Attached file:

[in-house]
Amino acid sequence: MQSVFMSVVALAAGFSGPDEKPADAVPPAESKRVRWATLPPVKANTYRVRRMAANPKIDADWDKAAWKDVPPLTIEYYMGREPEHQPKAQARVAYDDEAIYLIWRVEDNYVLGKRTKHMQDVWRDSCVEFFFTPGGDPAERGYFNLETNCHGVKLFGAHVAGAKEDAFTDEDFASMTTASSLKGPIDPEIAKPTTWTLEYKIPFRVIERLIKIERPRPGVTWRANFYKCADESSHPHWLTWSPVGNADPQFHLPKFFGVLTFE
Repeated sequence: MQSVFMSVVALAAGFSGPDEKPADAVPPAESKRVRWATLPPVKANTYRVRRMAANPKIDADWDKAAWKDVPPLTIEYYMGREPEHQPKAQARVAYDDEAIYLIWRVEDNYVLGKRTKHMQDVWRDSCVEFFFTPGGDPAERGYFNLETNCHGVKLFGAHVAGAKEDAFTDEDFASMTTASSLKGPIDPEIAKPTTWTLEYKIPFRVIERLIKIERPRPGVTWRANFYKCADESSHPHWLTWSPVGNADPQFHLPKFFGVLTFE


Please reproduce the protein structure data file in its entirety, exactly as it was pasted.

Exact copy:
[in-house]
Amino acid sequence: MQSVFMSVVALAAGFSGPDEKPADAVPPAESKRVRWATLPPVKANTYRVRRMAANPKIDADWDKAAWKDVPPLTIEYYMGREPEHQPKAQARVAYDDEAIYLIWRVEDNYVLGKRTKHMQDVWRDSCVEFFFTPGGDPAERGYFNLETNCHGVKLFGAHVAGAKEDAFTDEDFASMTTASSLKGPIDPEIAKPTTWTLEYKIPFRVIERLIKIERPRPGVTWRANFYKCADESSHPHWLTWSPVGNADPQFHLPKFFGVLTFE
Repeated sequence: MQSVFMSVVALAAGFSGPDEKPADAVPPAESKRVRWATLPPVKANTYRVRRMAANPKIDADWDKAAWKDVPPLTIEYYMGREPEHQPKAQARVAYDDEAIYLIWRVEDNYVLGKRTKHMQDVWRDSCVEFFFTPGGDPAERGYFNLETNCHGVKLFGAHVAGAKEDAFTDEDFASMTTASSLKGPIDPEIAKPTTWTLEYKIPFRVIERLIKIERPRPGVTWRANFYKCADESSHPHWLTWSPVGNADPQFHLPKFFGVLTFE